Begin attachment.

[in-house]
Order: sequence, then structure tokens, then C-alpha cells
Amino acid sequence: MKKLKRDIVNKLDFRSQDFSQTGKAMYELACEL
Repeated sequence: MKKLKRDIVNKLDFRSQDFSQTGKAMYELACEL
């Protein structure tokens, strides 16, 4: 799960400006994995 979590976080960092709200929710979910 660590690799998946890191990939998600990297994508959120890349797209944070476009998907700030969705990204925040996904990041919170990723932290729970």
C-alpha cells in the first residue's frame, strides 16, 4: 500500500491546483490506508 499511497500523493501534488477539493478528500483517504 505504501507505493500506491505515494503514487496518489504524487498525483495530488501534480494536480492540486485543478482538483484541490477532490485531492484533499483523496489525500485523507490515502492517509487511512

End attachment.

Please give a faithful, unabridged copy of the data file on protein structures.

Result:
[in-house]
Order: sequence, then structure tokens, then C-alpha cells
Amino acid sequence: MKKLKRDIVNKLDFRSQDFSQTGKAMYELACEL
Repeated sequence: MKKLKRDIVNKLDFRSQDFSQTGKAMYELACEL
């Protein structure tokens, strides 16, 4: 799960400006994995 979590976080960092709200929710979910 660590690799998946890191990939998600990297994508959120890349797209944070476009998907700030969705990204925040996904990041919170990723932290729970």
C-alpha cells in the first residue's frame, strides 16, 4: 500500500491546483490506508 499511497500523493501534488477539493478528500483517504 505504501507505493500506491505515494503514487496518489504524487498525483495530488501534480494536480492540486485543478482538483484541490477532490485531492484533499483523496489525500485523507490515502492517509487511512